even though the server has not fully recreated the MPTCP state at
   this point, it should respond with a Data ACK set to the Data
   Sequence Number Y-100.  The client's TCP implementation may

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   retransmit the first data segment after a TCP retransmit timeout or
   it may do so as part of an Early Retransmit that can be triggered by
   an ACK arriving from the server.

          Host A                                         Host B
          ------                                         ------
                         SYN + MP_CAPABLE
                       SYN/ACK + MP_CAPABLE
                   ACK + MP_CAPABLE

             DATA (TCP-seq = X) + MP_CAPABLE_ACK
             DATA (TCP-seq = X+100) + DSS (DSN = Y, subseq = 100)

                   DATA_ACK (Y - 100)

     Multipath TCP's DSS option allows to handle the loss of the first
      data segment as the host can infer the initial sequence number.

                                 Figure 3

4.  Alternative solutions

   An alternative solution to creating the MP_CAPABLE_ACK option would
   have been to emit the MP_CAPABLE-option together with the DSS-option
   on the first data segment.  However, as the MP_CAPABLE option is 20
   bytes long and the DSS-option (using 4-byte sequence numbers)
   consumes 16 bytes, a total of 36 bytes of the TCP option space would
   be consumed by this approach.  This option has been dismissed as it
   would prevent any other TCP option in the first data segment, a
   constraint that would severely limit TCP's extensibility in the

5.  IANA Considerations

   Our proposal requires the change of the MPTCP-version number.

6.  Security Considerations

   Sending the keys in a reliable way after the three-way handshake
   implies that there is a larger window during which an on-path
   attacker might modify the keys that are being sent in the
   MP_CAPABLE_ACK.  However, we do not think that this can actually be

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   considered as a security issue.  If an attacker modifies the keys,
   the outcome will be that the client and the server won't agree
   anymore on the data-sequence numbers.  The data-flow will thus stall.
   Considering that the attacker has to be an active on-path attacker to
   launch this attack, he has already other means of interfering with
   the connection.  Thus, this attack is considered as irrelevant.

   Further, if servers implement the proposal from Section 3.2, to
   handle the scenario where the first data-segment is lost, the
   incoming segments need to be stored in the out-of-order queue.  The
   server will store these segments without having verified the key that
   the client provides in the MP_CAPABLE option.  This might be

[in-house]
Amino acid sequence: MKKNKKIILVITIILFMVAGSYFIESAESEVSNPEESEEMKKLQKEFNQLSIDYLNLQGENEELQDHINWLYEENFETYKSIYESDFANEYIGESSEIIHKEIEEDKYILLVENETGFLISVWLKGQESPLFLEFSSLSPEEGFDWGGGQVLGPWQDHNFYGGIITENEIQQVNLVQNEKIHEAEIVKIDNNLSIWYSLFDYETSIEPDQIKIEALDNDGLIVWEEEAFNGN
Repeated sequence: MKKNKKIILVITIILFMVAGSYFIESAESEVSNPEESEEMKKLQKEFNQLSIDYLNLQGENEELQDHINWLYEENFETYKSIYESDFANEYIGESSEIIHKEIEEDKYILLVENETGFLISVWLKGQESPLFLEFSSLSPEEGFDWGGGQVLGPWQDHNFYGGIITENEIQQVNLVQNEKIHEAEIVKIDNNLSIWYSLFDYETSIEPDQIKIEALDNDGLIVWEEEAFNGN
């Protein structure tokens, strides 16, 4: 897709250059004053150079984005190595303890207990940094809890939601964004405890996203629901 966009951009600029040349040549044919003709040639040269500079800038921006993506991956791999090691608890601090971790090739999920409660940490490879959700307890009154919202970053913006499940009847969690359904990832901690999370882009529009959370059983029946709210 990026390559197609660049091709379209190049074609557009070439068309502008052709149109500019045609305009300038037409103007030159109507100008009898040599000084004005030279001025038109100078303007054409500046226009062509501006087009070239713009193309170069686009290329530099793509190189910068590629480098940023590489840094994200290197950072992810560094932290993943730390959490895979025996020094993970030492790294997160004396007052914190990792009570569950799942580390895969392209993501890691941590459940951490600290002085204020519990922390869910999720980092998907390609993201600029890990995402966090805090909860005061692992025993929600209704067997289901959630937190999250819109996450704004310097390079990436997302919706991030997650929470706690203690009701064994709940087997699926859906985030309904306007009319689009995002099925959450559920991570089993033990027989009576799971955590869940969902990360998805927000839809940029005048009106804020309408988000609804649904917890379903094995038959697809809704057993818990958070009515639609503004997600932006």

considered as a security risk where an attacker could consume buffer
   space in the server.  It must be noted however that in order to
   achieve this, the attacker needs to correctly guess the SYN-cookie so
   that the verification described in Section 3.2 is successful.  As
   MPTCP does not try to be more secure than regular TCP, this thread
   can be considered acceptable, as it uses the same level of security
   as regular TCP's SYN-cookies.  Nevertheless, servers are free to
   avoid storing those segments in the out-of-order queue if the thread
   is considered important enough.

7.  Acknowledgments

   We would like to thank Olivier Bonaventure, Yoshifumi Nishida and
   Alan Ford for their comments and suggestions on this draft.

8.  References

8.1.  Normative References

   [RFC4987]  Eddy, W., "TCP SYN Flooding Attacks and Common
              Mitigations", RFC 4987, August 2007.

   [RFC6824]  Ford, A., Raiciu, C., Handley, M., and O. Bonaventure,
              "TCP Extensions for Multipath Operation with Multiple
              Addresses", RFC 6824, January 2013.

8.2.  Informative References

              Barre, S., Detal, G., and O. Bonaventure, "TFO support for
              Multipath TCP", draft-barre-mptcp-tfo-01 (work in
              progress), January 2015.

   [M08]      McManus, P., "Improving syncookies", 2008,

Paasch, et al.           Expires April 16, 2016                [Page 12]

Internet-Draft          Multipath TCP deployment            October 2015

   [RFC0793]  Postel, J., "Transmission Control Protocol", STD 7, RFC
              793, September 1981.

   [RFC2018]  Mathis, M., Mahdavi, J., Floyd, S., and A. Romanow, "TCP
              Selective Acknowledgment Options", RFC 2018, October 1996.

   [RFC7323]  Borman, D., Braden, B., Jacobson, V., and R.
              Scheffenegger, "TCP Extensions for High Performance", RFC
              7323, September 2014.

   [RFC7413]  Cheng, Y., Chu, J., Radhakrishnan, S., and A. Jain, "TCP
              Fast Open", RFC 7413, December 2014.

Authors' Addresses

   Christoph Paasch
   Apple, Inc.


   Anumita Biswas
   Apple, Inc.


   Darren Haas
   Apple, Inc.